Bible and pews

Luke and Sarah both recently made the move from secular work, to full time Bible teaching ministry. We asked them to reflect on how, a few months in, their experience of full time Bible teaching ministry compares with their initial expectations.


Luke came to London as a new graduate. He worked as a management consultant for six years. During that time he was involved in workplace ministry, as well as leading 6pm RML. 18 months ago, he joined the St Helen's associate scheme.

I can think of two main ways my expectations of full time Bible teaching ministry were out of line with reality.

I thought full time Bible teaching ministry, would be quite unlike anything I’d ever done before. Actually full time Bible teaching ministry is very like what we do week-on-week at RML and at home/on the tube etc.—reading our Bibles, thinking about what God says and praying. There’s just lots more of it! There’s no special method you get inducted into – it’s simply listening to and speaking to God, by yourself and with others.

I thought, I would stop being a student and become a teacher. In reality, yes I do more teaching (I have the joy of more one-to-ones and get to do the odd sermon), but actually I’ve spent most of the last two years learning! If you want to learn something deeply, start teaching others. And there’s nothing more exciting than learning more deeply about God and his plan for the universe!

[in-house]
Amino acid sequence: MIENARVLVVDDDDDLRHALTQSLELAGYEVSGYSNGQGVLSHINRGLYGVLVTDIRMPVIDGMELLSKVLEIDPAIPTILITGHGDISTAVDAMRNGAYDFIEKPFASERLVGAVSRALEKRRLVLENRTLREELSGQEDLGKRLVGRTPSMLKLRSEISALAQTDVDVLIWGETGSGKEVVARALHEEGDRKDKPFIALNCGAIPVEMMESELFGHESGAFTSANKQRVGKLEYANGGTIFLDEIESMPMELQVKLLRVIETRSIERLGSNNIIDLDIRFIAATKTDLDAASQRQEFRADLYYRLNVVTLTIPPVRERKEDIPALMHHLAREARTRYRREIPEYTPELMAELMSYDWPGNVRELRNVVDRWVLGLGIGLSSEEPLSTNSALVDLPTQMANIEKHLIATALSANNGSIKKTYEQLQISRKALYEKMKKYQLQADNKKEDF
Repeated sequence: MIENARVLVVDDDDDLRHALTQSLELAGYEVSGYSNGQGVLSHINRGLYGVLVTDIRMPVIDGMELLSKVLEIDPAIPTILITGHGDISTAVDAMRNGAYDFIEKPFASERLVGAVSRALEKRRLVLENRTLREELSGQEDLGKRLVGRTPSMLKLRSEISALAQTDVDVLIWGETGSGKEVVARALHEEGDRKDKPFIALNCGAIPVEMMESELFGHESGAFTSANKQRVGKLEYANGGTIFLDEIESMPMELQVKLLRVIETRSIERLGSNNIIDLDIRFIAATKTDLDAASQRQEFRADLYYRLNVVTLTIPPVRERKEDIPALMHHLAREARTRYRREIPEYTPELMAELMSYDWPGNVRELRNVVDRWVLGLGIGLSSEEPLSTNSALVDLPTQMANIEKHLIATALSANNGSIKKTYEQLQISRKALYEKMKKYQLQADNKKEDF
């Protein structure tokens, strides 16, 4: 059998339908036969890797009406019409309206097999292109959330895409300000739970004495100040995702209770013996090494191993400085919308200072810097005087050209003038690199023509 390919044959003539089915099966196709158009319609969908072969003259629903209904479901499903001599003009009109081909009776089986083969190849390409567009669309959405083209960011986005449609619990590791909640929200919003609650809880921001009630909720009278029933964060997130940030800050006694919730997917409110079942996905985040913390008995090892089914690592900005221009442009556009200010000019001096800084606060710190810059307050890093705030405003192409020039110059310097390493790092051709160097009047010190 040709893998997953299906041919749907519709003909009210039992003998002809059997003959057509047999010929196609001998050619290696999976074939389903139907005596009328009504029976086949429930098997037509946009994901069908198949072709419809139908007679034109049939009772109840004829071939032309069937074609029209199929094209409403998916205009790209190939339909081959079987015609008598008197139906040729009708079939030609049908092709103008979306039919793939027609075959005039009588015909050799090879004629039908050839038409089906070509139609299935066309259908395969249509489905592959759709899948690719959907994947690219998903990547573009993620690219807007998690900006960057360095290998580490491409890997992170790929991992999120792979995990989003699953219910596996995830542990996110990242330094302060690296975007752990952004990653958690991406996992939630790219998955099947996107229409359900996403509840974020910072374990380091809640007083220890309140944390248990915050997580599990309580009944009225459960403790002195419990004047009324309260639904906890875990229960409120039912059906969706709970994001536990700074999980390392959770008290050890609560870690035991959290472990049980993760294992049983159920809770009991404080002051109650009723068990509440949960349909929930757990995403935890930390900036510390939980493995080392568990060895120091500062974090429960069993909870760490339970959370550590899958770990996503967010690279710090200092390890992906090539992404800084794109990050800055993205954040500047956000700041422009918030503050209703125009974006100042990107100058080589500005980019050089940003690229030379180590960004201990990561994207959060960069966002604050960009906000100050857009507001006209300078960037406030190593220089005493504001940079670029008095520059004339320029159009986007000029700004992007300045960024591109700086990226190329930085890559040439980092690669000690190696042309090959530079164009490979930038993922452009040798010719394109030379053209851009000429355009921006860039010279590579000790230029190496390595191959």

After graduating, Sarah worked for a few years as a primary school teacher in Cambridge. During that time she was very involved with her church's student ministry. She moved to London last September, to join the St Helen's associate scheme.

Over the years I was working as a teacher, several different people had been encouraging me to consider the possibility of exploring full time Bible teaching. When I finally decided to go for it, I think I therefore thought I might be ‘suitable’, based on what others had been recognising in me. But I hadn’t realised just how much I’d enjoy it until I started. Looking back, this probably should have been less of a surprise to me, as I’d already been enjoying co-leading a Bible study group and meeting up with students to look at the Bible!

What was less of a surprise to me was that it would be hard work. I’d already had a taster from preparing Bible studies that spending time really trying to understand and apply God’s word takes time and effort. I also knew that my sinfulness would still be there and wouldn’t magically be lessened by taking on this full time Bible teaching role. But even though it is hard work, I’ve been pleasantly surprised in so many ways. I often have moments where I think ‘pinch me; this is what I’m meant to be doing!’ I hadn’t expected to feel how much of a privilege it is to be able to spend all my time doing this and to be single minded about it.

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